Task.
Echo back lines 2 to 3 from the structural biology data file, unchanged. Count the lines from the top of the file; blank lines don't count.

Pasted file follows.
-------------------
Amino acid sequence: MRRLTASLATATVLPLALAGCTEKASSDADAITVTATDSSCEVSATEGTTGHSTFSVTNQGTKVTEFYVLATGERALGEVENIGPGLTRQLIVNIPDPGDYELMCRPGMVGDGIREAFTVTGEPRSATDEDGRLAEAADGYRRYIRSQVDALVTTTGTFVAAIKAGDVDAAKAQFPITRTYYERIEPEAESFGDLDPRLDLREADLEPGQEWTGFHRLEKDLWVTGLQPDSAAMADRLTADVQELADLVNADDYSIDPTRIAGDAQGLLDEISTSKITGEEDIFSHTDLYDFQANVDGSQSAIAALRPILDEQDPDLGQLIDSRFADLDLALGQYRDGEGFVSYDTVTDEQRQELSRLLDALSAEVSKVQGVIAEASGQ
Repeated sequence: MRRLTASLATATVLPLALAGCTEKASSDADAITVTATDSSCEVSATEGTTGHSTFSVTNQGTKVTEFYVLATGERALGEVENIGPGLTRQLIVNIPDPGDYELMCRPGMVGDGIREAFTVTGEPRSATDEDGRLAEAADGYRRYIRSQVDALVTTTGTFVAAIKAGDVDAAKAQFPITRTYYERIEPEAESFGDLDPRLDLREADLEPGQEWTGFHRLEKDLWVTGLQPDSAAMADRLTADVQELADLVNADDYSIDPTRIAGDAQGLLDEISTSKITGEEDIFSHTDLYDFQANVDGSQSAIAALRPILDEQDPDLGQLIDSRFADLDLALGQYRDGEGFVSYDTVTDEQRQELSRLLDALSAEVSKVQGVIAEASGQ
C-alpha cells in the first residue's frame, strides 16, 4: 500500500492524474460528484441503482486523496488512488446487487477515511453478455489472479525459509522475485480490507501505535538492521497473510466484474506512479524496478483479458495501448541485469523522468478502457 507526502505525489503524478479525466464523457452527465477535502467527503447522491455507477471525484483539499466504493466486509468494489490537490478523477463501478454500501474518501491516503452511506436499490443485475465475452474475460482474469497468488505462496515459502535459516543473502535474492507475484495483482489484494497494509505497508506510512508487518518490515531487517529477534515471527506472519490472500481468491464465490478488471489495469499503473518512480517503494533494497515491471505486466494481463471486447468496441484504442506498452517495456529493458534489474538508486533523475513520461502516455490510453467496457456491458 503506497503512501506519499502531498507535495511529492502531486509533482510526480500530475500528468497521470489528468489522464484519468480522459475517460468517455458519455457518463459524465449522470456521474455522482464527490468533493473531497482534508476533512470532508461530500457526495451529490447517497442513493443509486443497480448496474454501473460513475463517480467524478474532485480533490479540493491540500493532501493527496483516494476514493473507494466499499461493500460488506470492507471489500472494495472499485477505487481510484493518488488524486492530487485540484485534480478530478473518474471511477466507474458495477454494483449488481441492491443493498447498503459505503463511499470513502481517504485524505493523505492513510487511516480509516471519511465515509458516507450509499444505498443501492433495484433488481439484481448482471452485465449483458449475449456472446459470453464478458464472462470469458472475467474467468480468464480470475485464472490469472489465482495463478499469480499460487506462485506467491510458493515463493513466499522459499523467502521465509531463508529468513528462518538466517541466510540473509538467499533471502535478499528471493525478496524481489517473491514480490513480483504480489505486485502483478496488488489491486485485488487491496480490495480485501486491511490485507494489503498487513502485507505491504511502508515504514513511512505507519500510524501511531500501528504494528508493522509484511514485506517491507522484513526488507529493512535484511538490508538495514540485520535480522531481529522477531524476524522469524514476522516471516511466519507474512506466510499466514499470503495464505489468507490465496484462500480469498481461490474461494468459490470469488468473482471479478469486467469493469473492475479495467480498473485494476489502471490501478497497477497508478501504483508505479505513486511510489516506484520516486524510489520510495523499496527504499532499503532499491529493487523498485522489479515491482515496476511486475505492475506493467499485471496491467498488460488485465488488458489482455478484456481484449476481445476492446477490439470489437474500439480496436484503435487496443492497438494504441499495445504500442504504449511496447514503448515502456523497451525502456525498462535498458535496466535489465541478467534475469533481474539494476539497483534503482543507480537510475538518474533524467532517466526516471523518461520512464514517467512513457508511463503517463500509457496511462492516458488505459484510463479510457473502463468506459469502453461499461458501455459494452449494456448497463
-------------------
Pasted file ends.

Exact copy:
Repeated sequence: MRRLTASLATATVLPLALAGCTEKASSDADAITVTATDSSCEVSATEGTTGHSTFSVTNQGTKVTEFYVLATGERALGEVENIGPGLTRQLIVNIPDPGDYELMCRPGMVGDGIREAFTVTGEPRSATDEDGRLAEAADGYRRYIRSQVDALVTTTGTFVAAIKAGDVDAAKAQFPITRTYYERIEPEAESFGDLDPRLDLREADLEPGQEWTGFHRLEKDLWVTGLQPDSAAMADRLTADVQELADLVNADDYSIDPTRIAGDAQGLLDEISTSKITGEEDIFSHTDLYDFQANVDGSQSAIAALRPILDEQDPDLGQLIDSRFADLDLALGQYRDGEGFVSYDTVTDEQRQELSRLLDALSAEVSKVQGVIAEASGQ
C-alpha cells in the first residue's frame, strides 16, 4: 500500500492524474460528484441503482486523496488512488446487487477515511453478455489472479525459509522475485480490507501505535538492521497473510466484474506512479524496478483479458495501448541485469523522468478502457 507526502505525489503524478479525466464523457452527465477535502467527503447522491455507477471525484483539499466504493466486509468494489490537490478523477463501478454500501474518501491516503452511506436499490443485475465475452474475460482474469497468488505462496515459502535459516543473502535474492507475484495483482489484494497494509505497508506510512508487518518490515531487517529477534515471527506472519490472500481468491464465490478488471489495469499503473518512480517503494533494497515491471505486466494481463471486447468496441484504442506498452517495456529493458534489474538508486533523475513520461502516455490510453467496457456491458 503506497503512501506519499502531498507535495511529492502531486509533482510526480500530475500528468497521470489528468489522464484519468480522459475517460468517455458519455457518463459524465449522470456521474455522482464527490468533493473531497482534508476533512470532508461530500457526495451529490447517497442513493443509486443497480448496474454501473460513475463517480467524478474532485480533490479540493491540500493532501493527496483516494476514493473507494466499499461493500460488506470492507471489500472494495472499485477505487481510484493518488488524486492530487485540484485534480478530478473518474471511477466507474458495477454494483449488481441492491443493498447498503459505503463511499470513502481517504485524505493523505492513510487511516480509516471519511465515509458516507450509499444505498443501492433495484433488481439484481448482471452485465449483458449475449456472446459470453464478458464472462470469458472475467474467468480468464480470475485464472490469472489465482495463478499469480499460487506462485506467491510458493515463493513466499522459499523467502521465509531463508529468513528462518538466517541466510540473509538467499533471502535478499528471493525478496524481489517473491514480490513480483504480489505486485502483478496488488489491486485485488487491496480490495480485501486491511490485507494489503498487513502485507505491504511502508515504514513511512505507519500510524501511531500501528504494528508493522509484511514485506517491507522484513526488507529493512535484511538490508538495514540485520535480522531481529522477531524476524522469524514476522516471516511466519507474512506466510499466514499470503495464505489468507490465496484462500480469498481461490474461494468459490470469488468473482471479478469486467469493469473492475479495467480498473485494476489502471490501478497497477497508478501504483508505479505513486511510489516506484520516486524510489520510495523499496527504499532499503532499491529493487523498485522489479515491482515496476511486475505492475506493467499485471496491467498488460488485465488488458489482455478484456481484449476481445476492446477490439470489437474500439480496436484503435487496443492497438494504441499495445504500442504504449511496447514503448515502456523497451525502456525498462535498458535496466535489465541478467534475469533481474539494476539497483534503482543507480537510475538518474533524467532517466526516471523518461520512464514517467512513457508511463503517463500509457496511462492516458488505459484510463479510457473502463468506459469502453461499461458501455459494452449494456448497463